As Chinese restaurateurs expanded their menus, chop suey shops opened in Hop Alley. Chop suey could be easily prepared and was widely accepted by non-Chinese patrons as representative of Chinese food.

The origin of chop suey is widely debated. St Louisan Emily Hahn presented one popular theory in her book on Chinese cooking.

Two dishes that Westerners do know and repeatedly order are chop suey and chow mein. This is a great pity, for while chow mein can be good enough, there is little one can say in favor of chop suey, a dish unknown in China. One explanation of its origin is that the dish was born when the famous 19th Century diplomat Li Hung Chang, traveling in the West as the Chinese emperor’s emissary, got indigestion from rich foreign food at banquets he had to attend. He had so agonizing an attack of biliousness following a hard week’s banqueting in the United States that his aide Lo Feng-luh suggested a bland diet. Between them the gentlemen thought up the plainest possible dish – a concoction of celery and other vegetables sautéed with a little pork. Thus was chop suey born. The other standby of Chinese restaurants in the United States, chow mein, is something else again. It had an honorable origin in China, where it is often eaten as a snack or light meal. When well prepared, it can be very good. (I still remember the chicken chow mein I ate on my first date, hundreds of years ago in St. Louis, in a Chinese restaurant where we were awed and delighted by lovely hanging lamps with red silk panels that gave out little illumination, and a romantic table of black wood inlaid with bits of abalone shell or possibly genuine mother-of-pearl. All the mysterious East was ours in Missouri, and chow mein too.)”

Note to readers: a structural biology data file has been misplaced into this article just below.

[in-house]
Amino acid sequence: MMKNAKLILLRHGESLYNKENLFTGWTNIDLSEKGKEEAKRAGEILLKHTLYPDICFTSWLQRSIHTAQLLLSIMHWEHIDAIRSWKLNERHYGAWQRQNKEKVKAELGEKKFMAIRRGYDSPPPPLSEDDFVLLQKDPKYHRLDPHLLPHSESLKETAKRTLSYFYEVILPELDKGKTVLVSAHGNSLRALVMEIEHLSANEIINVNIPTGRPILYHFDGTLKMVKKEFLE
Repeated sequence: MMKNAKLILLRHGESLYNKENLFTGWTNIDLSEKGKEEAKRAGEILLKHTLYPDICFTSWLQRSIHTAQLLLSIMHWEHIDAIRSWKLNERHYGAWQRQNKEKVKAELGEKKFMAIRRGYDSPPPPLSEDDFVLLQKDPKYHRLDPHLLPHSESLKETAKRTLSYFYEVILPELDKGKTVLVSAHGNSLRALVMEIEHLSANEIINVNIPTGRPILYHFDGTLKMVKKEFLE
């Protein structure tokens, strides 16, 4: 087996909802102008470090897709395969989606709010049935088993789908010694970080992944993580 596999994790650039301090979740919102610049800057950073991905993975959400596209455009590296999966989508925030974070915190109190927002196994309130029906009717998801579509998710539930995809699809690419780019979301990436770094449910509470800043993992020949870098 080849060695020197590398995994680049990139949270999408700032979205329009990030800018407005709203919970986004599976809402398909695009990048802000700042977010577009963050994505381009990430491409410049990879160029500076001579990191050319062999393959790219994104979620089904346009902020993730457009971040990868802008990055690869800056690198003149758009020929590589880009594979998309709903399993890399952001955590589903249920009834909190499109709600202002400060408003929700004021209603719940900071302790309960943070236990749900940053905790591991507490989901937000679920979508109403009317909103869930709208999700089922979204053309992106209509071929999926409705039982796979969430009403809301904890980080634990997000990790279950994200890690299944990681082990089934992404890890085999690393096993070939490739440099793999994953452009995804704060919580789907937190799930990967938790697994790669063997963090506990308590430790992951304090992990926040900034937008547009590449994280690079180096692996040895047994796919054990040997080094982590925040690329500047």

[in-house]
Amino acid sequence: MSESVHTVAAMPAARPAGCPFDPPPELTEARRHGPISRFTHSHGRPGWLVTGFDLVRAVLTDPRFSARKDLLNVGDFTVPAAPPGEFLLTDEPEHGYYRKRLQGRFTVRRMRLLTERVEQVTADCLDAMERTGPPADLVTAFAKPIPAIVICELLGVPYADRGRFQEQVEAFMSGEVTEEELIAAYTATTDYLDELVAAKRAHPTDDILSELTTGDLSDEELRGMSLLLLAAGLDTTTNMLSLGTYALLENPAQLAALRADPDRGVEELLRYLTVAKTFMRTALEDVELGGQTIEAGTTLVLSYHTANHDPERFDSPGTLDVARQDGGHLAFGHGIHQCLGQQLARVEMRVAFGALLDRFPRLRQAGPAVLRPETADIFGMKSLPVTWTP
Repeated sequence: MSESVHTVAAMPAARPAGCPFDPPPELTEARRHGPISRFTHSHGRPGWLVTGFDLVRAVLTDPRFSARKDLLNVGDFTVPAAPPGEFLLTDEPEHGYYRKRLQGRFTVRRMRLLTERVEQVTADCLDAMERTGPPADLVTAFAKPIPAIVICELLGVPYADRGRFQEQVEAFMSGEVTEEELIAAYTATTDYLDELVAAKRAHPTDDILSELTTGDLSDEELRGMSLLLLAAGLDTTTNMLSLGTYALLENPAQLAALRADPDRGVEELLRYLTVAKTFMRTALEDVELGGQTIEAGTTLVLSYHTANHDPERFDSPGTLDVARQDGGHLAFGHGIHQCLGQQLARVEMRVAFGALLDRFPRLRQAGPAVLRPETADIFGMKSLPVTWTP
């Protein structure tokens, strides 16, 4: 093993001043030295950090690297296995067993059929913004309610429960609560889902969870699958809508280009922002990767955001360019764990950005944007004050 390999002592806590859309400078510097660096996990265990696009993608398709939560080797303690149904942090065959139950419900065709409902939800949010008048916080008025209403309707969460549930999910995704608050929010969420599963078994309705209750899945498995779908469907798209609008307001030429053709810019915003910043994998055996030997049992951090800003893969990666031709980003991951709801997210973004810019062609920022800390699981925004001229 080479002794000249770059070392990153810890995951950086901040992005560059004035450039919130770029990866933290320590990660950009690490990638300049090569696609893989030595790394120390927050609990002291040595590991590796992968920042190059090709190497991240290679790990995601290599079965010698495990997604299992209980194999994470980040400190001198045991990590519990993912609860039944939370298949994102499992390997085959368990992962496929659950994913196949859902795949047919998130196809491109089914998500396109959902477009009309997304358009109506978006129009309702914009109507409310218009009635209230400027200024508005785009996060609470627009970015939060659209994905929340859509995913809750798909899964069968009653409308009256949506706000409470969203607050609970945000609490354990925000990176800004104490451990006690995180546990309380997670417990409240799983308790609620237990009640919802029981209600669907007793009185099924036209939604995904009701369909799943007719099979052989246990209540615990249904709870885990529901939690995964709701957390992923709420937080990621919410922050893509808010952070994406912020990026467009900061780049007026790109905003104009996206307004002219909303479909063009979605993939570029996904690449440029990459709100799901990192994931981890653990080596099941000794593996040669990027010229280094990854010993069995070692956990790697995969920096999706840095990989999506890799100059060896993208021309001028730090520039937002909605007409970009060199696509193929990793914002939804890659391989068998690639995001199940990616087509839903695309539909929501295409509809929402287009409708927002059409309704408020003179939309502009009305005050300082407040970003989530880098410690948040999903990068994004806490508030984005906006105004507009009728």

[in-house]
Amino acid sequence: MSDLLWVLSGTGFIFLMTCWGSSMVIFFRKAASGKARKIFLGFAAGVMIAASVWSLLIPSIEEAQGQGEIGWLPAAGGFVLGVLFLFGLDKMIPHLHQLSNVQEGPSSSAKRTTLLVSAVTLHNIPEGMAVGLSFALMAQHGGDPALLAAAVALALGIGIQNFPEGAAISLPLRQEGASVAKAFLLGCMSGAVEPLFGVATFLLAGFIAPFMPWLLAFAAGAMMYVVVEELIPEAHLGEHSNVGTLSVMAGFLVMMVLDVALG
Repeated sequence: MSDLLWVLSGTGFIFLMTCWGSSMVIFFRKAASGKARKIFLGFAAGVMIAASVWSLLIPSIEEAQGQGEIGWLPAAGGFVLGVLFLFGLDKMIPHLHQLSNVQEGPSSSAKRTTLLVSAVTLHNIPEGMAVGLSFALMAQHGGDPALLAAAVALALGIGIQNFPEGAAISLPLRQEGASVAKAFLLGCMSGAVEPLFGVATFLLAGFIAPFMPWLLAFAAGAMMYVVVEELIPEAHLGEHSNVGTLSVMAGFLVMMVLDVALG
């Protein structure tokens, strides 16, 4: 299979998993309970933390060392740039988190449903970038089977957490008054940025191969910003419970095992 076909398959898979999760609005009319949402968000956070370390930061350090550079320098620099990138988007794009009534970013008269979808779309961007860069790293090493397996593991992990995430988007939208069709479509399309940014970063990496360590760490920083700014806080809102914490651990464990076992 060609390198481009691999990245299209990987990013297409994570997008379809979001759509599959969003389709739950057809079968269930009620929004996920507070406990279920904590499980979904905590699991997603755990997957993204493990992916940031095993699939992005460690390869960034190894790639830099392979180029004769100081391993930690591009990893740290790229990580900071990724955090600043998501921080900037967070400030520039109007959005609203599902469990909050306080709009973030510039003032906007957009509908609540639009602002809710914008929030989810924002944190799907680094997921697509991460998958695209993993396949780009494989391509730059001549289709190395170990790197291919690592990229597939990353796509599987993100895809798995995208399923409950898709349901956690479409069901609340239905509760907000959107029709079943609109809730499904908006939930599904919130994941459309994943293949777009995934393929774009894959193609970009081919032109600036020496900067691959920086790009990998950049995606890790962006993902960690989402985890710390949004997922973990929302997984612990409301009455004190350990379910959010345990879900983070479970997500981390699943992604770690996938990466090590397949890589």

— The Cooking of China, Time-Life Books, 1968

Orient Restaurant

Jo Lin was born in San Francisco in 1883. He arrived in St. Louis in 1906 with no family and little money. By 1916, he owned the Orient Chop Suey Restaurant at 419 North 6th Street, over the Strand Theater.

Advertising Men – You Are Invited to Visit The Orient Chop Suey More than 400 Chinese and American dishes prepared by the most famous Chinese chefs in the country. Enjoy these good things to eat amid the luxurious surroundings and quaint Chinese decorations. We especially cater to ladies’ afternoon tea parties in our richly designed tea room. In our specially arranged banquet room we are prepared to take care of small banquets.”

— The St. Louis Star, Jun 7, 1917

Joe Lin was forced to move his restaurant when he lost the lease on the space above the Strand Theater. On March 19, 1926, he reopened the Orient at 414 North 7th Street.

The opening today of the new $40,000 Orient chop suey restaurant, 414 North Seventh street, is the realization of success for Joe Lin. Lin arrived in St. Louis in 1906 with 65 cents in his pocket and only one acquaintance. Today he is opening one of the largest chop suey restaurants in the central west. Joe admits he is wealthy, but he says he does not know just how much he is worth. He says: “To succeed in any business, but especially the restaurant business, you must cater to all the people, regardless of who they are.””

— The St. Louis Star, Mar 19, 1926

Click here to read the entire story of St. Louis Chinese restaurant history on LostTable.com